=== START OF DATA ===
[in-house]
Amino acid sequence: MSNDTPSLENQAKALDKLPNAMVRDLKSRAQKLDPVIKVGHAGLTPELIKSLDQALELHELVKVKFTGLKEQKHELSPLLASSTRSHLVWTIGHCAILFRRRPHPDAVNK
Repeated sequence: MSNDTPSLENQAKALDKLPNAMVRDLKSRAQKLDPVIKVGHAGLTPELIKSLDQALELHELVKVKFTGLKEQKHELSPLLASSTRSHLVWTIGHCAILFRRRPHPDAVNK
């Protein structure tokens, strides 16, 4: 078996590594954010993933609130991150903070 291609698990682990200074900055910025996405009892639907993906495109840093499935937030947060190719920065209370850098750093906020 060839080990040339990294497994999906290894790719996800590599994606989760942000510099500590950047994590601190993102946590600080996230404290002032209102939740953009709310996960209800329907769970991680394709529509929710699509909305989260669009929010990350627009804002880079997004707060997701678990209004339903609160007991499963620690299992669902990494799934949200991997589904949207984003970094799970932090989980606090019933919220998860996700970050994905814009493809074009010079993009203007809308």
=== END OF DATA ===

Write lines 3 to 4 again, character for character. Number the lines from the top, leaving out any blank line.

Repeated sequence: MSNDTPSLENQAKALDKLPNAMVRDLKSRAQKLDPVIKVGHAGLTPELIKSLDQALELHELVKVKFTGLKEQKHELSPLLASSTRSHLVWTIGHCAILFRRRPHPDAVNK
């Protein structure tokens, strides 16, 4: 078996590594954010993933609130991150903070 291609698990682990200074900055910025996405009892639907993906495109840093499935937030947060190719920065209370850098750093906020 060839080990040339990294497994999906290894790719996800590599994606989760942000510099500590950047994590601190993102946590600080996230404290002032209102939740953009709310996960209800329907769970991680394709529509929710699509909305989260669009929010990350627009804002880079997004707060997701678990209004339903609160007991499963620690299992669902990494799934949200991997589904949207984003970094799970932090989980606090019933919220998860996700970050994905814009493809074009010079993009203007809308």